There have been studies testing these dogs in sniffing out drugs, every study showed a failure rate of between 50 and 80%. Think about that, even without officer interference, the dogs are no more accurate than flipping a coin.
Steve S · March 3, 2022 at 11:14 am
The K9 requires constant training that I suspect most departments don’t budget for given how poorly they train officers in firearms. The lack of training alone would give a defense lawyer much fodder.
greg · March 3, 2022 at 3:43 pm
Don Curtain is right. Catch 22. I too, think that dogs shouldn’t be used in pursuits of suspects. Many times the damn things just don’t know when they have subdued the suspect enough.
Will · March 3, 2022 at 4:27 pm
Bite his ass, Rover.
anonymous coward · March 3, 2022 at 6:02 pm
Not much is ever mentioned about saving yourself from a dog attack. From what I’ve read the best bet is to let the doggie have one arm in the mouth then wrap your other behind the head and push up and pull down at the same time.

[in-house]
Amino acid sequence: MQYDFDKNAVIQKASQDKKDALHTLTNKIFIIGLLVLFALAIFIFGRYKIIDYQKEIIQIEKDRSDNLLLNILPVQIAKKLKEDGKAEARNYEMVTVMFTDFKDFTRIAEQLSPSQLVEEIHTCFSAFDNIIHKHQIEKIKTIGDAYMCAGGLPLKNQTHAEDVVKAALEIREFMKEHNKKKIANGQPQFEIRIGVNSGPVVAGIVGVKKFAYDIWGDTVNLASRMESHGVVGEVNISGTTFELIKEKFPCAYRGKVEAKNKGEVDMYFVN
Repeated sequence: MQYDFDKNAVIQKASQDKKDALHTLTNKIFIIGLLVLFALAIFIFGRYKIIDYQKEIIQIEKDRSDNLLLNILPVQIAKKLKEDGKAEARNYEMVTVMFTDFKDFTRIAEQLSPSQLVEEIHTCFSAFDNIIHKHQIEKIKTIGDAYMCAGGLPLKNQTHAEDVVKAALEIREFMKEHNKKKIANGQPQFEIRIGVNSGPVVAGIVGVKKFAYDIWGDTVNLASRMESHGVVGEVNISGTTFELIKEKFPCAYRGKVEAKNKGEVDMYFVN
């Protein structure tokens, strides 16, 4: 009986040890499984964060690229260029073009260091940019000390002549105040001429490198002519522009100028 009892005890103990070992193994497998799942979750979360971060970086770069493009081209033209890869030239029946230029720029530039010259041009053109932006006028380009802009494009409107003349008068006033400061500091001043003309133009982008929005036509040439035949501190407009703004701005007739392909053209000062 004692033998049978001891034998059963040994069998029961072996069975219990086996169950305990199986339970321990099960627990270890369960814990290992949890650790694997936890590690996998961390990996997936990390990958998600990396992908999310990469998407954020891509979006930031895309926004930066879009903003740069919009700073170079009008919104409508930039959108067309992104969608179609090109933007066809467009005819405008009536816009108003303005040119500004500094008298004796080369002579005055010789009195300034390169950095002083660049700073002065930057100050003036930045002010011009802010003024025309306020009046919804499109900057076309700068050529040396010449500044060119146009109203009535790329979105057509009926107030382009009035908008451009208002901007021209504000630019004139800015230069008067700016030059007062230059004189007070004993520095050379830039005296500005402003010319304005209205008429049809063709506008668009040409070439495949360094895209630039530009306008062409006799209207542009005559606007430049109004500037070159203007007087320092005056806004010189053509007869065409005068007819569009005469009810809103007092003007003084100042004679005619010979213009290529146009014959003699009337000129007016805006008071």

Danny · March 3, 2022 at 8:45 pm
Dogs have been misused by a lot of people and LEO K9s are not excepted. Remember Mike Vick? By the way, JKB over at GFZ hates dogs so the post runs in line with his agenda. And what about the robot dogs?
I love dogs but dislike people who abuse and manipulate the animals. And so should any thinking person.
Jonathan · March 3, 2022 at 11:47 pm
As mentioned above, in many jurisdictions you can’t defend yourself against dogs because they consider them to be officers… without explaining how a dog can meet state or federal training requirements, swear an oath, etc.
I agree that they should only be used in limited circumstances and always under an officers direct control – for example, bomb sniffing at important facilities.